The Thames Valley chief constable told me only at the weekend that of £3½ million budgeted for police overtime in Thames Valley for the year ending 31 March 1984, £2 million has already been spent, although two thirds of the year is still to go. Where the additional finance is to come from is not clear, but I know that the presence of these women on Department of Transport land at the entrance to the base means that they can mount incidents against the base at will, like the disgraceful and irresponsible break-in last night when they daubed two American military aircraft with paint.

Not only does that show how willing these people are to take matters into their own hands, but it again raises the whole question of security at Greenham. That is a matter for the Ministry of Defence, but it must exercise the minds of everyone in the House of Commons as this is such an important base.

It is difficult for me, as it is for Newbury district council and my constituents, to understand why these women, whose anti-social behaviour has made them so unpopular locally and whose political gestures are so expensive, should now be afforded the sanctuary of Department of Transport land wherewith to flout the wishes of the local authority although it was denied them in 1982.

Thus tonight I ask the Minister to give me a clear-cut assurance that the women will be evicted without delay, as they have been in the past. I ask her to fulfil the promises made by the Secretary of State for Defence that the local authority will be consulted about environmental matters, in particular about restoring the common land around the main entrance to its natural beauty.

I also ask my hon. Friend to look at the access road to see whether she does not agree that it could and should be improved for the sake of better road communications and in the interests of safety.

As a footnote, I should perhaps add that if my hon. Friend feels that I would leave the women homeless, I assure her that they have a house in a village close to Greenham common and I can see no possible reason why they should not vacate Greenham common and move to that house as permanent residents.

5.38 am

The hon. Member for Newbury (Mr. McNair-Wilson) has spoken with some feeling about conditions in his constituency, but he has ranged over wider topics that cannot be avoided when discussing Greenham common and the women's protest movement. It is a matter of judgment and opinion as to how much support there is in the country for the objectives of these women, and I do not accept his view that the majority of our people are in favour of cruise missiles. However, I do not intend to discuss the defence aspect tonight as it is outside the remit of the debate.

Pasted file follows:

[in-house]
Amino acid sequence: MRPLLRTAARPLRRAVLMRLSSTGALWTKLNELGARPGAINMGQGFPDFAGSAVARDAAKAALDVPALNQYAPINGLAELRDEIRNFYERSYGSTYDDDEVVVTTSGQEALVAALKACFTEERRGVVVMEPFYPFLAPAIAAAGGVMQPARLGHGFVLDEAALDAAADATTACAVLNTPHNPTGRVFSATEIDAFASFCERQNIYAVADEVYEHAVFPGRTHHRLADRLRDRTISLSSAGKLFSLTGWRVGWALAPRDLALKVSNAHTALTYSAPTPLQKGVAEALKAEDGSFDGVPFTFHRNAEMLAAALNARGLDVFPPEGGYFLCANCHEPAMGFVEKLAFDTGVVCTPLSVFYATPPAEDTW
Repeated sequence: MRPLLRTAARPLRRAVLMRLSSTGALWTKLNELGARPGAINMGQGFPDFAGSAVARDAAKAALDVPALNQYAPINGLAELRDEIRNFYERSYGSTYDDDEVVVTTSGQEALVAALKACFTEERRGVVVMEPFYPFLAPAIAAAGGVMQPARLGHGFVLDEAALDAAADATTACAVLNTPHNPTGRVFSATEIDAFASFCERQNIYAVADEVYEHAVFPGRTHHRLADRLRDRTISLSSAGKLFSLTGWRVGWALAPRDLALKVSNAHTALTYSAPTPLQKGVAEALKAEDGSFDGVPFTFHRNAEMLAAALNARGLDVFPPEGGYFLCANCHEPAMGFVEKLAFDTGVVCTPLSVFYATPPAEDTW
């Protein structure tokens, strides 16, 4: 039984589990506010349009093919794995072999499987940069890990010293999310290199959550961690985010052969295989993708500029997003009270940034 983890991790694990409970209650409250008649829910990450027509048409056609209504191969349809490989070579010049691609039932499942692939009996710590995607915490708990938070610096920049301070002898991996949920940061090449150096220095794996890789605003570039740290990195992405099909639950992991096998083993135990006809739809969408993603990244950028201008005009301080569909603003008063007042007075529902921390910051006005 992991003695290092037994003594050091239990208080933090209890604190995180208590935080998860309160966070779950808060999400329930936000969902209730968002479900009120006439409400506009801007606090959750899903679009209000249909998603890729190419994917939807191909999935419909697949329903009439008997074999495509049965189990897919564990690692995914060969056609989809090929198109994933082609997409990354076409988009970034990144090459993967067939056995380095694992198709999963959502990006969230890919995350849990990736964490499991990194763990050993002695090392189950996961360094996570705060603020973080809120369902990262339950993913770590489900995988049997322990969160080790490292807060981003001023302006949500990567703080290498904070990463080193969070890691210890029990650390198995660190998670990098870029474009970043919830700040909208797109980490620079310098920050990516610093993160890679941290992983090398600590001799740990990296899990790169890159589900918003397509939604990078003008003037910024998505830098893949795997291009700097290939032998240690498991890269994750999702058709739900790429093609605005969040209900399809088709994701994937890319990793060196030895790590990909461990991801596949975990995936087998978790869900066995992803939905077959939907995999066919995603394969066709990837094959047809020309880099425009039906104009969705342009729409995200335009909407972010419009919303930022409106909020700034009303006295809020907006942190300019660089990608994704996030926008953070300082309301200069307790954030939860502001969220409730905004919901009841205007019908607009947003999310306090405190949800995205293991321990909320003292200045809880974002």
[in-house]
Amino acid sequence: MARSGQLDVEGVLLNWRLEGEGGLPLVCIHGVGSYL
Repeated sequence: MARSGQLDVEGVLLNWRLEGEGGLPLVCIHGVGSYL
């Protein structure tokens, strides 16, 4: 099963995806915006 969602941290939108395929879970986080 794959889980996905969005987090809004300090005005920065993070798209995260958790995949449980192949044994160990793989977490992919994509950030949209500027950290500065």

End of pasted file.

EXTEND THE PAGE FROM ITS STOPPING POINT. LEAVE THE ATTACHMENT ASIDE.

I am sure that the hon. Gentleman and the House are aware that the women of Greenham common are symbolic of the opposition to cruise missiles in particular and to nuclear weapons in general. I do not think that one particular group of women has been there every day since the protest began, but what we now call the women of Greenham common have inspired people throughout the world who have never seen the common or the airbase or taken part in any of the activities.

The women of Greenham common have a wider and even greater symbolism that goes far beyond the specific aim of being opposed to cruise missiles. Their activities symbolise the richness and diversity of our democratic way of life. Some people may feel uncomfortable by their protest. Others may find it difficult to understand. Many cannot come to terms with the way of life or the dedication of those women, but the strength of our democracy is that peaceful and lawful, although perhaps unorthodox, demonstrations should not only be tolerated but encouraged.

There was a hint in the hon. Gentleman's speech that only in Britain could such events take place on Government land. Some say with justification that only in Britain does such tolerance exist. I am very much aware of the harassment. No one can say that the women of Greenham common have been left to their own devices to do as they wish. The hon. Gentleman drew attention not only to the evictions by the MOD and the Department of Transport, but to the various activities of the Newbury district council.

A society that ruthlessly tries to crush and imprison protesters and seeks to silence the voice of reason and dissent is the poorer for that. I find it incongruous that those who oppose the aims of the Greenham common women should point to the defects of the totalitarian societies with a great deal of fervour while looking at those defects with envy. I do not say that of the hon. Gentleman, but some people point to how dissenters are dealt with in a totalitarian society while suggesting that we are relaxed in our dealing with protesters.